We communicate our research results to the public through outreach
activities. We develop these activities through the QuarkNet program,
annual Johns Hopkins Physics Fair, Science Festivals, and collaboration
with the Maryland Science Center, as well as through hands-on
demonstrations of elementary particles on the university site.
There are exciting opportunities for graduate and undergraduate
students to work in collaboration with experts to create new exhibits
to communicate Particle Physics to the public. We also invite
teachers and students from schools in Baltimore area to participate
in these activities. Contact Prof. Gritsan and other
faculty members for further information.
Read an article
Hadron collisions reach out to people in Washington"
in CMS Times.
The Science and Engineering Festival
We have developed an exhibit devoted to the Large Hadron Collider
which was shown in Washington DC during the
Science and Engineering Festivals
in October 2010, April 2012, April 2014, April 2016, and April 2018.
We were preparing for the next Festivals in 2020 and 2022,
but it has been postponed due to COVID-19.
This exhibit highlights the particle physics and the LHC results in particular.
Graduate and undergraduate students work with Prof. Gritsan
on exhibit development. Read more in the
CMS Times article and check these
We invite student volunteers to help with development and/or presentation of the exhibit,
contact Prof. Gritsan for further information.
Johns Hopkins Physics Fair
The Johns Hopkins Physics Fair attracts several hundred visitors
from Baltimore area each Spring. We provide continuous physics
demonstrations, prepare science exhibits (see more on the Science
Festival exhibit below) and conduct competitions for local high
school students. This became a popular event on JHU campus and we
invite everybody to participate in the next
in the Spring.
The Johns Hopkins University is hosting a QuarkNet center,
where the high school teachers are involved in summer
research in particle physics. Here are examples of the
lectures given (usually in the morning) during the week courses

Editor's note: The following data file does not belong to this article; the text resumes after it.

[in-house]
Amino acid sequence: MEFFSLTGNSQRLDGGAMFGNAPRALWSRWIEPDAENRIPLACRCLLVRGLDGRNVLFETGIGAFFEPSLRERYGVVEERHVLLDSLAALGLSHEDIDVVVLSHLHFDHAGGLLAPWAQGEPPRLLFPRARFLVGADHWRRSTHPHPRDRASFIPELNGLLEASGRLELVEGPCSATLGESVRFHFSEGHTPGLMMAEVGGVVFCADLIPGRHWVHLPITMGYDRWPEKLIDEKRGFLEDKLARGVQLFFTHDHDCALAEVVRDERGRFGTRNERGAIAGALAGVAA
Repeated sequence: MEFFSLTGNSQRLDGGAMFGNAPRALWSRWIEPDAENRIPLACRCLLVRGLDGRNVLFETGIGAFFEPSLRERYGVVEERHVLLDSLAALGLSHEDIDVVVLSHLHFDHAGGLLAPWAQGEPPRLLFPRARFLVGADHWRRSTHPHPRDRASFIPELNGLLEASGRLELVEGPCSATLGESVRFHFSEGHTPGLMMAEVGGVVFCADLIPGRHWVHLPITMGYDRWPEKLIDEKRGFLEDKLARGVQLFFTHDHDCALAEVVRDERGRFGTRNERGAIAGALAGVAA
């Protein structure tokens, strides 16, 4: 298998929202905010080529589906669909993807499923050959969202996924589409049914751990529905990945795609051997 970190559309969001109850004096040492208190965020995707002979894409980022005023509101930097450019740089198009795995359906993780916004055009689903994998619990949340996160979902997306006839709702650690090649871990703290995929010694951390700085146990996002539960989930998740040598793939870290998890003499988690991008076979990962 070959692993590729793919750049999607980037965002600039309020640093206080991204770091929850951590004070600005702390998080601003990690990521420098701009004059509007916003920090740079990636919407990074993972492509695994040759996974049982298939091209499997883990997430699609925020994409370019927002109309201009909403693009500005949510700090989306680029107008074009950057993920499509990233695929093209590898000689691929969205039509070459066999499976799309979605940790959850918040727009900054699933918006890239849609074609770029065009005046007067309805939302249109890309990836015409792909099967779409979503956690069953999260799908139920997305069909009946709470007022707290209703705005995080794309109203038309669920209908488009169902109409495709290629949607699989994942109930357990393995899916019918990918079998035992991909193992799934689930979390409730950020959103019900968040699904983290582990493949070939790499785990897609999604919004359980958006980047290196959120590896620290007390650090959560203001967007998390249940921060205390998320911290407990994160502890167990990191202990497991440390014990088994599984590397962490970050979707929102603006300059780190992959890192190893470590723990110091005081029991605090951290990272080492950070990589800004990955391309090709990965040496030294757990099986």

in July-August of the past several years:
Quantum Physics (2022)
Understanding the emptiness: the Higgs field and beyond (2021)
A Virtual Trip to ICHEP-2020: the Science Festival and the Higgs Boson (2020)
Possible Future Collider Experiments in Particle Physics (2019)
Connecting the Standard Models of Particle Physics and Cosmology (2018)
Study of the Higgs Field (2017)
Hunting for elusive particles at LHC: Start of Run II (2016)
Matter in Space and Time: What Do We Know? (2015)
What is the Higgs Boson and why do some call it the 'God Particle' (2014)
Science of the Nuclear Energy (2013)
A Discovery in the Hunt for the Elusive Higgs Boson (2012)
Status of LHC and the Higgs search (2011)
The Higgs Particle, or the Origin of Mass (2009)
What If the Particle World Were Different? (2008)
The Uncertainty Principle and the Quarks (2007)
Matter and Anti-Matter: What is the Matter with Them? (2006)
We also offer hands-on experience with the following table-top experiments
related to particles physics. One afternoon is usually enough to perform
an experiment (sometimes data could be collected overnight) and up to five
experiments could be performed in one week:
1. Muon lifetime
2. Photo-electric effect
3. Pulsed NMR
4. Franck-Hertz experiment
5. Nuclear spectroscopy
6. Rutherford scattering
7. Brownian motion
8. Hall effect
Particle Physics Demonstrations
We have a hands-on demonstration of elementary particles in the
We also have an illustration with
an array of scintillator counters which would register
cosmic rays and would be integrated in the
US-wide array of cosmic counters located in the high schools.